As the trial of Pennsylvania's Voter ID law wraps up, let us state for the record that we are not opposed to the idea of presenting personal identification prior to voting.
What we are opposed to, and what the Pennsylvania General Assembly is frequently guilty of, is the blatant manipulation of public policy and legislation for political gain. This statement covers both parties.
We have stated before in this space that the rush to get voter ID enacted just prior to the 2012 presidential election presented requirements with which the state bureaucracy was unable to cope.
One might believe pollyannishly that the legislature did its best to stand up rod-straight for the sanctity of the voting booth, and it was simply the misfortune of timing that prevented the measure from living up to its noble purpose. That is, the agencies charged with issuing identification cards specific to voting requirements couldn't fine-tune the process in time to meet expectations. Given the questions that arose over real or perceived shortcomings, the courts put the law on hold until such time as the constitutional question could be answered.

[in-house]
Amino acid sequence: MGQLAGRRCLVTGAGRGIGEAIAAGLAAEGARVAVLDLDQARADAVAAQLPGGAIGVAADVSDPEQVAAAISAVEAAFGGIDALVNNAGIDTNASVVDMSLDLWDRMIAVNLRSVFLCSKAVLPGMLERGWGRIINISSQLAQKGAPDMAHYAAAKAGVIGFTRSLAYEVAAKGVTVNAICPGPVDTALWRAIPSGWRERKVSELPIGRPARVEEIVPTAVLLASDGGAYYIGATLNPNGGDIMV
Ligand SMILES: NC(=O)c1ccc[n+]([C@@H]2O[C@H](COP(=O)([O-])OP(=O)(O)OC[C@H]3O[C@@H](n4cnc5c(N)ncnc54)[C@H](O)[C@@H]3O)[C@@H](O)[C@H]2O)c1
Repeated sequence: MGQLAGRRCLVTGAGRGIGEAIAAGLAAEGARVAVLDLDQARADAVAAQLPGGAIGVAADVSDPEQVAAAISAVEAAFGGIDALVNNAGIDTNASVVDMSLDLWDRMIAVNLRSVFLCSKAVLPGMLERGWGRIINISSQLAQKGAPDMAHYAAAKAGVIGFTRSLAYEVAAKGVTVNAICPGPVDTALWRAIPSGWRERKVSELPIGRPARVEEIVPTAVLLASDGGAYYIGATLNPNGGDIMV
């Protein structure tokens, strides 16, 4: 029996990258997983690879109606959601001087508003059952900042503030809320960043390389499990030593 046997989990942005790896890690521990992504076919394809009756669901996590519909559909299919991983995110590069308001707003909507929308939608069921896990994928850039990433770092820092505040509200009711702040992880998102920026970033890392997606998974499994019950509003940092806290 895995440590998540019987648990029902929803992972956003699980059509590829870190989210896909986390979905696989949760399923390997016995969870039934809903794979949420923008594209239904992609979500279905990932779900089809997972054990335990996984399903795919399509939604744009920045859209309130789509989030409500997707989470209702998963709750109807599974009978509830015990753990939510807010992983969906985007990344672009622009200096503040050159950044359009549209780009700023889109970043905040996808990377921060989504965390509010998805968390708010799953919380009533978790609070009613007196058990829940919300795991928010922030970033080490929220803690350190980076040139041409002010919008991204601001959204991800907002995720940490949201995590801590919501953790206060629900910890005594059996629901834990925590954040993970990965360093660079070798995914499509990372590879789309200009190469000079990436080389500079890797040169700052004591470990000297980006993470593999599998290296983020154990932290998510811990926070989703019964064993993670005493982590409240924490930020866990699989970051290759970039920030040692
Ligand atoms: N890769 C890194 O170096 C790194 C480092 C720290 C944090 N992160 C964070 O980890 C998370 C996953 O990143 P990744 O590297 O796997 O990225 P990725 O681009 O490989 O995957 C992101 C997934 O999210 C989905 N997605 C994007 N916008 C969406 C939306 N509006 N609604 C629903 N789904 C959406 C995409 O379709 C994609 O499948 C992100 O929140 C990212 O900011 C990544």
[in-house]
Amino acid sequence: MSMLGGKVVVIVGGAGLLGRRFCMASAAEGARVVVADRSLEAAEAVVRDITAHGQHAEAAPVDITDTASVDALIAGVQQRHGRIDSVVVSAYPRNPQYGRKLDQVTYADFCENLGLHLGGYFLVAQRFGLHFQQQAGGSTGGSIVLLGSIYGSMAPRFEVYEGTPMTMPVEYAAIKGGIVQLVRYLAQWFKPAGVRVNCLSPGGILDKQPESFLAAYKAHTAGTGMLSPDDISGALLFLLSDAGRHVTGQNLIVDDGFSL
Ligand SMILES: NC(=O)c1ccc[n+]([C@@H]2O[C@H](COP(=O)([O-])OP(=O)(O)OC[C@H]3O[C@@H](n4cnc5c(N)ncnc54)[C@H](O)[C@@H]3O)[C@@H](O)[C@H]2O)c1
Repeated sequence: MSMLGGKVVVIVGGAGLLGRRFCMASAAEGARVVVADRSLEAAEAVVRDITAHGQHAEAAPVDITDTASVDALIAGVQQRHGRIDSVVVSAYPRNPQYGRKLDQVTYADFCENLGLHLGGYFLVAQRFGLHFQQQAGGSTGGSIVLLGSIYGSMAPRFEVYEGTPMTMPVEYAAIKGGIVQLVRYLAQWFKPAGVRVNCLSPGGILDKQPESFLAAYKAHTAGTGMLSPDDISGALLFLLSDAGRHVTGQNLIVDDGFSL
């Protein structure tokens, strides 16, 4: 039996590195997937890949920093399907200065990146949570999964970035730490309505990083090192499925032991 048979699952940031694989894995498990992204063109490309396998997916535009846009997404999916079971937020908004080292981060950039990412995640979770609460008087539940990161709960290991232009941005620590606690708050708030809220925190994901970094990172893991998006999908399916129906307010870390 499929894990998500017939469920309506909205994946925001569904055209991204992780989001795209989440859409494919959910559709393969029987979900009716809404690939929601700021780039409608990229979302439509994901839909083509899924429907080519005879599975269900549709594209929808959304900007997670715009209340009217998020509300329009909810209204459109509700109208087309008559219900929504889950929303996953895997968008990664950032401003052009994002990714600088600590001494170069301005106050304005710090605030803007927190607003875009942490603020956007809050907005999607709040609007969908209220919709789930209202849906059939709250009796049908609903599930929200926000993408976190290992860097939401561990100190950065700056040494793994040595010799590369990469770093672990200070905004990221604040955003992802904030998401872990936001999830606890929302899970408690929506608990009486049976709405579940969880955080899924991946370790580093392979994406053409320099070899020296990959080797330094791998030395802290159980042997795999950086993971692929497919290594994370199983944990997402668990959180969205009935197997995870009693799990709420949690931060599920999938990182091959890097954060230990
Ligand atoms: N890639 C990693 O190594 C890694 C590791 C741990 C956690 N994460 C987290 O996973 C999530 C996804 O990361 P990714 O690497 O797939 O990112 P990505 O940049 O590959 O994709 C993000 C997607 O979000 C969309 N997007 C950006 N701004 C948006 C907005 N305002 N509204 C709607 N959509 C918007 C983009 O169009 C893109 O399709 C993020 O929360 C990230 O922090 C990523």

Those chronically suspicious of the Pennsylvania General Assembly might believe the legislators waited until the 11th hour to ensure that the state bureaucracy would fail to come through for hundreds, perhaps thousands, of people who would be thus forced to go through the process of casting a provisional ballot and validating it later. Or, they might not vote at all in the resulting confusion. That, we believe, would be the most insidious form of gerrymandering.
After all, presidential elections are four years separated, giving lawmakers plenty of time to "fix" a system of voting that had been in place for more than two centuries and which hadn't shown any evidence of widespread fraud to begin with.
We believe that ultimately the courts will find presenting proper identification prior to voting will not violate either the federal Voting Rights Act or the Pennsylvania Constitution, and Pennsylvanians will get used to reaching into their pockets or purses to pull a card when they vote.
But, when that happens, that latter group of chronically suspicious people will try to imagine what new scheme the party in power will pull just before the next election.
The exercise could make an entertaining parlor game.